(2) Personal monitoring -- (i) Samples shall be collected from within the breathing zone of the employees, on membrane filters of 0.8 micrometer porosity mounted in an open-face filter holder. Samples shall be taken for the determination of the 8-hour time-weighted average airborne concentrations and of the ceiling concentrations of asbestos fibers.

(ii) Sampling frequency and patterns. After the initial determinations required by subparagraph (1) of this paragraph, samples shall be of such frequency and pattern as to represent with reasonable accuracy the levels of exposure of employees. In no case shall the sampling be done at intervals greater than 6 months for employees whose exposure to asbestos may reasonably be foreseen to exceed the limits prescribed by paragraph (b) of this section.

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It has been made to appear by the evidence in this case, in the handling of raw asbestos from opening the bag to pouring it into the paint mixing machine, which takes five seconds, that a small trace of airborne fibers is unavoidable. But this trace has been by complainant's own regulations declared permissible exposure. It appears obvious the ultimate goal of the entire system of the asbestos regulations is to reduce exposure to two fibers or less per cubic centimeter of air.

The fashioners of these regulations have said in effect that exposure to concentrations of fibers in excess of two but not more than 10 may or may not be dangerous or detrimental to the health. That exposure in excess of 10 fibers is dangerous and detrimental to the health and shall not be permitted. That exposure to two fibers or less is not dangerous or detrimental to the health and shall be permitted. Airborne concentrations of asbestos fibers means these fibers in excess of two, each longer than five micrometers, which are concentrated in a volume within one cubic centimeter of air. The interim permissible exposure of [*13] five fibers from July 7, 1972 to July 1, 1976, is to afford employers a reasonable opportunity to undertake and implement the controls necessary for accomplishing compliance with the ultimate goal of two fibers or less. Thus, if initial monitoring or subsequent sampling as required by 93a(f) produces measurable concentrations in excess of two fibers medical examinations as required by 93a(j) are made necessary in order to monitor the health of the employees so exposed and to maintain a record thereof for reference in any future related medical diagnosis and for analysis by OSHA and NIOSH, in the event it may be determined that concentration in excess of two fibers is in fact injurious.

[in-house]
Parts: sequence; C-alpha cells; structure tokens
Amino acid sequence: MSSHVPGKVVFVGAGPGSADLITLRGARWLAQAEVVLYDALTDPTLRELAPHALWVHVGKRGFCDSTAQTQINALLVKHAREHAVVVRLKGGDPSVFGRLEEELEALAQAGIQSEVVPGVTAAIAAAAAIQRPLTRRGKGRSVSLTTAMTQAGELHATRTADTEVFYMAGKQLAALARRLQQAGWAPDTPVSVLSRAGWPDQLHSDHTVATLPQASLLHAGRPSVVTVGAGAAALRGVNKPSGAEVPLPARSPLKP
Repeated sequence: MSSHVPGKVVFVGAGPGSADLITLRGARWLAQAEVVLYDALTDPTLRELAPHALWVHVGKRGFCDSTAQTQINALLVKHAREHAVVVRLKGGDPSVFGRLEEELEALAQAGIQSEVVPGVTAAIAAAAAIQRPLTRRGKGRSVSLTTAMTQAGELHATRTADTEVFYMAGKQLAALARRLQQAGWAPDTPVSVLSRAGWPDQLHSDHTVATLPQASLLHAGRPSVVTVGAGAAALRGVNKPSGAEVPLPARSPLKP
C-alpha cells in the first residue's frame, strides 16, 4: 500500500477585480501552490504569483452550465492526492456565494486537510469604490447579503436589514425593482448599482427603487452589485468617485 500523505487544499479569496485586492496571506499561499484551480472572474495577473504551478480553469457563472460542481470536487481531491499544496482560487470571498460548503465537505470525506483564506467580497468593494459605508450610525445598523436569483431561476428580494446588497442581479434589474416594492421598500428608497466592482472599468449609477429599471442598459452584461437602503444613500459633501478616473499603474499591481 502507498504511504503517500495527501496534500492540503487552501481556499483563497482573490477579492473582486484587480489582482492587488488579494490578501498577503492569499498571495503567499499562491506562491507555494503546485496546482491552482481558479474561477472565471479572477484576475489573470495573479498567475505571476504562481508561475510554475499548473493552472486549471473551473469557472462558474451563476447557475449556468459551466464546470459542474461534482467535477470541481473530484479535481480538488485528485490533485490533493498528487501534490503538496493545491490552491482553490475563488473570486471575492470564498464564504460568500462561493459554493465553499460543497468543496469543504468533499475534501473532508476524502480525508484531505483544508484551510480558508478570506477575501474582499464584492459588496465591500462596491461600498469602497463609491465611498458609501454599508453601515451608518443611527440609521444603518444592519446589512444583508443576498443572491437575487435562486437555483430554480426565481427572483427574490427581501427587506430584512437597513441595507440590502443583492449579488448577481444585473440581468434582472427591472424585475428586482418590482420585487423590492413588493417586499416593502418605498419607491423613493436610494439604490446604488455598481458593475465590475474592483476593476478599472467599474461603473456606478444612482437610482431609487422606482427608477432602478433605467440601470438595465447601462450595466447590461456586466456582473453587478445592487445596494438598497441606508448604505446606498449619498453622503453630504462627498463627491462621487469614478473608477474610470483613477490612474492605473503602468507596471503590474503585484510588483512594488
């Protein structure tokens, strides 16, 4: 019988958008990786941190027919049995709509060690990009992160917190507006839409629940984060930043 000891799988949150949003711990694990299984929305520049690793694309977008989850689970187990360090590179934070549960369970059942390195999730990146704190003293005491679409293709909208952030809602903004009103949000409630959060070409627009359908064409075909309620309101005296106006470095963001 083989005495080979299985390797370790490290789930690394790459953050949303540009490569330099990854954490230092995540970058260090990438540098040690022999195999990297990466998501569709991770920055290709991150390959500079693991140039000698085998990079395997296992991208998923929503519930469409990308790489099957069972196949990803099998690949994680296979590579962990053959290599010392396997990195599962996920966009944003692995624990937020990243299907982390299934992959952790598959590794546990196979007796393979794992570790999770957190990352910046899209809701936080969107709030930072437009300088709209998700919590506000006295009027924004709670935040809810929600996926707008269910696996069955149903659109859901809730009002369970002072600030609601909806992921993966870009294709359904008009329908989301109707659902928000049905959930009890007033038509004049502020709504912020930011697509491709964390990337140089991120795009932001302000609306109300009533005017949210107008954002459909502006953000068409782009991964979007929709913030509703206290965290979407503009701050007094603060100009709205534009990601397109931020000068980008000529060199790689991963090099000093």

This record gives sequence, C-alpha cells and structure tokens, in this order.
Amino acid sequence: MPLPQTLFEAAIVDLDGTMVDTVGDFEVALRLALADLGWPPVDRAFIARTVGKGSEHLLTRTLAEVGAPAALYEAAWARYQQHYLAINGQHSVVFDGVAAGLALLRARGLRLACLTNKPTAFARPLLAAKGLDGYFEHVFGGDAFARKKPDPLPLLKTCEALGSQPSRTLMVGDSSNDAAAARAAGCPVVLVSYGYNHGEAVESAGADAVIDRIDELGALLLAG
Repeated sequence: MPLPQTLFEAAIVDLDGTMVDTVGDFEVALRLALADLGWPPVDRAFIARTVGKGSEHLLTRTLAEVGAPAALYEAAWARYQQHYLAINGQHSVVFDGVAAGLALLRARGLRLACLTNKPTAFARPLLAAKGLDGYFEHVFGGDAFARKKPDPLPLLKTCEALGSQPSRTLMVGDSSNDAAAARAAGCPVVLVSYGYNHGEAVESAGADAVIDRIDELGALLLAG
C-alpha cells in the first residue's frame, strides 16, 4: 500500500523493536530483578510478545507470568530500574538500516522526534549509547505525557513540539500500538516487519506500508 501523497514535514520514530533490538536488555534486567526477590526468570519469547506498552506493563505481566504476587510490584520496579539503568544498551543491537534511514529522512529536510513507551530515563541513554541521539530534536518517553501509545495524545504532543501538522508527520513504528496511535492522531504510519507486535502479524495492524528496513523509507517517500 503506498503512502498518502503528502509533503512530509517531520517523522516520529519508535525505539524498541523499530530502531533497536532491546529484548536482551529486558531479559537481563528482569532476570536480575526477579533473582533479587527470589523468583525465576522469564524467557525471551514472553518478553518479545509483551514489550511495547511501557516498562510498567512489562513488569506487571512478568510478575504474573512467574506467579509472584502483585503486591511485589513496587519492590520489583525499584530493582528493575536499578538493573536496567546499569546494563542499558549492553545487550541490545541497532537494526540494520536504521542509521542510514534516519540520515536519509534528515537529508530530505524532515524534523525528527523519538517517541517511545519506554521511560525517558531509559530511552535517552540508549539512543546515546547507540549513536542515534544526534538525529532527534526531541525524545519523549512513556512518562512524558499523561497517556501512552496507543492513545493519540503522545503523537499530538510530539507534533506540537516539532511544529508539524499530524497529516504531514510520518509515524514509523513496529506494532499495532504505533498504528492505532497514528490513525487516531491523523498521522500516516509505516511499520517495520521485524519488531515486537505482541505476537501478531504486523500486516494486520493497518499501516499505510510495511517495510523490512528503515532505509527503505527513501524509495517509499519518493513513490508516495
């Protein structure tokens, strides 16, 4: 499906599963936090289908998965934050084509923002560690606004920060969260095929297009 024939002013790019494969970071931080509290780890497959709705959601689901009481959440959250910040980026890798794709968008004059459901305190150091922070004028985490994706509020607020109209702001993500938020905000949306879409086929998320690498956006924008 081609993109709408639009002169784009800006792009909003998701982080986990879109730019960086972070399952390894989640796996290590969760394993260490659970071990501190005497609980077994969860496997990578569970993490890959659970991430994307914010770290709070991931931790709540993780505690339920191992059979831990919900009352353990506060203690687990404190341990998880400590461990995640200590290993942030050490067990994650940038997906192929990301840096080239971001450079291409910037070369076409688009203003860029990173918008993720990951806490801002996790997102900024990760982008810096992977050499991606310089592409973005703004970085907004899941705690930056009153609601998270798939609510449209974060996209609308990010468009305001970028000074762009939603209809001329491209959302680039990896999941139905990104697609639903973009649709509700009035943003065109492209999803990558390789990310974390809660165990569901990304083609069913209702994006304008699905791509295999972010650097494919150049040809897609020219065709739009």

If an employee has not been and is never exposed to airborne concentrations of asbestos fibers exceeding two, then, according to the complainant's own regulation, medical examinations as required by 93a(j) would be an exercise in futility, absurd, and an unwarranted usurpation of the employer's financial resources as well as a bureaucratic taking of filing space for useless records for 20 years.

It certainly appears that the foregoing is the only realistic interpretation of the medical examination [*14] requirements. Any other interpretation would nullify the ultimate permissible level of exposure as provided by 93a(b)(2) because complainant has by this standard determined that exposure to not more than two fibers is not a health hazard.

In accordance with the foregoing item 6 of the citation should be vacated.

CONCLUSIONS OF LAW

1. The command for annual medical examinations of 29 CFR 1910.93a(j)(3) should be interpreted in light of the whole system of the asbestos regulations.

2. Where monitoring performed as required by the asbestos regulations which consistently show that exposure to airborne concentrations of asbestos fibers is within the permissible level of exposure endorsed by 29 CFR 1910.93a(b)(2) annual medical examinations are not required by 29 CFR 1910.93a(j)(3).

ORDER

Wherefore it is Ordered that:

Item 6 of the citation be and it hereby is vacated.

It is so ordered at Dallas, Texas.

Date: November 4, 1975

J. Paul Brenton, Judge